Channel 4’s Indian film season unveils line-up
Staff Reporter | On 27, Oct 2019
Channel 4’s annual Indian film season returns this week, showcasing 10 films in seven weeks to present a cross-section of the best contemporary and classic Indian cinema.
Curated by longstanding season consultant and Indian cinema expert Nasreen Kabir, the annual Indian film season is the longest running strand in Channel4 ‘s history, running over 30 years. Every year the season showcases premieres of arthouse festival hits and golden classics plus the latest Bollywood blockbusters and strands on actors, directors, themes and musicians.
The 2019 season spans drama, thriller, romantic comedy, musical, documentary, independent Indian cinema, mainstream Bollywood and includes a remastered little seen film from Satyajit Ray, one of the greatest auteurs of 20th century cinema.
Eight of the films are network premieres, and eight films from the season will be available for catch-up viewing on All 4 following their broadcast.
It kicks off on Monday 28th October with Vikramaditya Motwane’s urban thriller Trapped (2016), as Rajkummmar Rao plays a young man inadvertently held captive in a disused apartment block high above the streets of Mumbai in a desperate fight for survival.
Next up is a change of gear for mainstream Bollywood cinema in female-buddy comedy Veere Di Wedding (2018), which Channel 4 describes as “Friends meets Sex and the City”. It follows a group of independent women navigating married life and refusing to conform to gender stereotypes.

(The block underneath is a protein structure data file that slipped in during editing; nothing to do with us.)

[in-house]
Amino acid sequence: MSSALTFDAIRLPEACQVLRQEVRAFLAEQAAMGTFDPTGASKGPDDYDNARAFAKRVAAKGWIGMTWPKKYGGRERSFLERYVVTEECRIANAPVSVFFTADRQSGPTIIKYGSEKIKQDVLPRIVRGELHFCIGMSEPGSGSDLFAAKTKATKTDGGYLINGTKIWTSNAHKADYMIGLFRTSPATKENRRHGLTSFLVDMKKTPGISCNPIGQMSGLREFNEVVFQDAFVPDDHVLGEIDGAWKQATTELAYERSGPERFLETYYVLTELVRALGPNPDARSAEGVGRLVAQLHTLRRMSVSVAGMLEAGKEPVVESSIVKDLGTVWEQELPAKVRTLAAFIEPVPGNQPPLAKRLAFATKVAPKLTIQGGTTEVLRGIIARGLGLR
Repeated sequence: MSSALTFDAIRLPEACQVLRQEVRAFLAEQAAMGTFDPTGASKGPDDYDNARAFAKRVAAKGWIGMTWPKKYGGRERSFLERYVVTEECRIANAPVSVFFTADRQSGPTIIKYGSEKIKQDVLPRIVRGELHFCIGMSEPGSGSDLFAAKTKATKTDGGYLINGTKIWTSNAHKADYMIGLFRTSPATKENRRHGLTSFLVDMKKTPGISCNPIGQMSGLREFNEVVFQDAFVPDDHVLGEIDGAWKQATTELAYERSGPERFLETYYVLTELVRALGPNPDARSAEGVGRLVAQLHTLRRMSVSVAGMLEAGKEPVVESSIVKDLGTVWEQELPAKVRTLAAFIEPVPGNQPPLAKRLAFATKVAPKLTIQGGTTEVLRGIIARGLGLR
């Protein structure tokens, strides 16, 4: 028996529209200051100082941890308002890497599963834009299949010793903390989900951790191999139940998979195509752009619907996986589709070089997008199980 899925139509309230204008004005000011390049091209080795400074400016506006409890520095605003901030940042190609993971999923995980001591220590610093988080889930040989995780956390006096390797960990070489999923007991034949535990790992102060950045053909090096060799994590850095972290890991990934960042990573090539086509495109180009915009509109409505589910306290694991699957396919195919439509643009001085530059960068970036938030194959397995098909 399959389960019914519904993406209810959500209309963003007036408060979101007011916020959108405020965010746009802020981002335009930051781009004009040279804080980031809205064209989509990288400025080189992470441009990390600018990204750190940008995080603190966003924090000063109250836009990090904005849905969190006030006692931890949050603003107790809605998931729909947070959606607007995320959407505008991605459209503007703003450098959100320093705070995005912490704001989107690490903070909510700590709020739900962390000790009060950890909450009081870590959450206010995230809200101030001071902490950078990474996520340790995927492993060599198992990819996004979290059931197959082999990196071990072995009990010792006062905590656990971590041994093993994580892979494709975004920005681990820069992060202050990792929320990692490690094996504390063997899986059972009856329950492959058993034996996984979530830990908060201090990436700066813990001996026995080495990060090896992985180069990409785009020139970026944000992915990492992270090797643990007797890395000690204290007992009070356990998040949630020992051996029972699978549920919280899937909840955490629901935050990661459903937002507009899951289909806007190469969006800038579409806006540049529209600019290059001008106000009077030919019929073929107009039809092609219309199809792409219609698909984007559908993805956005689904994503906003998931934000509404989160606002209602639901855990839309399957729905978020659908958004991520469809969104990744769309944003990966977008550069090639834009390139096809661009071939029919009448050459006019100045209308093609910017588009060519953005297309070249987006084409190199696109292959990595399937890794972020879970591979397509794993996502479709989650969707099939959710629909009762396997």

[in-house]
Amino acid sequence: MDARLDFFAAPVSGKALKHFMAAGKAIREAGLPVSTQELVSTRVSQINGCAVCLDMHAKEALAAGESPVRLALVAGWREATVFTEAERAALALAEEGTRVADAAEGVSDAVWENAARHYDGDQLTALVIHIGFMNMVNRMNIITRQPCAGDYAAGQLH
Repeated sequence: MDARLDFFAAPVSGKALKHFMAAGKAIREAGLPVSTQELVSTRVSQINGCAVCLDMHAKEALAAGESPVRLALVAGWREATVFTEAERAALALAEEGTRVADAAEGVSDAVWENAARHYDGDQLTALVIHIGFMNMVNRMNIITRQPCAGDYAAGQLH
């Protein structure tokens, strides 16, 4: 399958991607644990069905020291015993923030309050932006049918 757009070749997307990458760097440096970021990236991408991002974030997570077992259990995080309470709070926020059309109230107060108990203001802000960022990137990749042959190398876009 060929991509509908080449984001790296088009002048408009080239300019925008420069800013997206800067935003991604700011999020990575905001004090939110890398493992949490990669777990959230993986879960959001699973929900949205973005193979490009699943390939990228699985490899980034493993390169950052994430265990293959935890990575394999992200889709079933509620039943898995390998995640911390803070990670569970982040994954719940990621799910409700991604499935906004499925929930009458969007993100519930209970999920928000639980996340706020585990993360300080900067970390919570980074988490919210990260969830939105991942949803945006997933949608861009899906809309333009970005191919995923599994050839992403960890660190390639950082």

Goa’s 1960’s unsung jazz musicians take centre stage in A Star Is Born story with an Indian twist with Nachom-ia Kumpasar (2015), featuring an award-winning performance from actress Palomi Ghosh.
Celebrated hard-hitting director Anurag Kashap delivers a lighter tale with Manmarziyaan (2018), a modern love triangle with a young, free-living group of characters set against the colourful backdrop of Amritsar in the Punjab.
Winding back the clock, Satyakam (1969) is a moving drama from that was much appreciated in its time. In 1945, as India’s Independence looms, Satyapriya – a man of high principles – dreams of building a new country but his moral certainty ends up being shaken forever.
Current Independent Indian cinema continues to flourish with Nude (Chitraa, 2018) as a young mother down on her luck takes a job as a cleaner in an art school. In order to make enough money for her son’s college fees, she decides to pose as a nude life model for the art students, despite the shame it may bring.
Following that is a madcap caper of mistaken identities in Mudassar Aziz’s jet-setting romantic comedy sequel Happy Phirr Bhag Jayegi (Happy Runs Away Again, 2018), further bridging cultural ties between the Indian and Chinese film markets.
The season continues with Satyajit Ray’s 1965 remastered little-seen Kapurush, a subtle, moving chamber piece of lost love and atonement. A quiet film that leaves a significant emotional impression and a classic example of Ray’s unforgettable filmmaking.
Returning to the popular rom-com genre Tanu Weds Manu (2011) sees young successful Manu returning to India after working in London to meet potential brides. When he sees Tanu it’s love at first sight, but Tanu is already in love with the maverick Raja and intends to elope with him. Naturally struggles of the heart ensue.
The season concludes with documentary The Space Between the Notes (2018). Filmmaker Sumantra Ghosal captured a wonderful performance by two contemporary legends in Indian music in 2017 — tabla genius Zakir Hussain and sitar maestro Niladri Kumar. Interlacing insightful interviews with concert highlights Ghosal explores what allows these two very special artists to collaborate, creating their unique musical magic.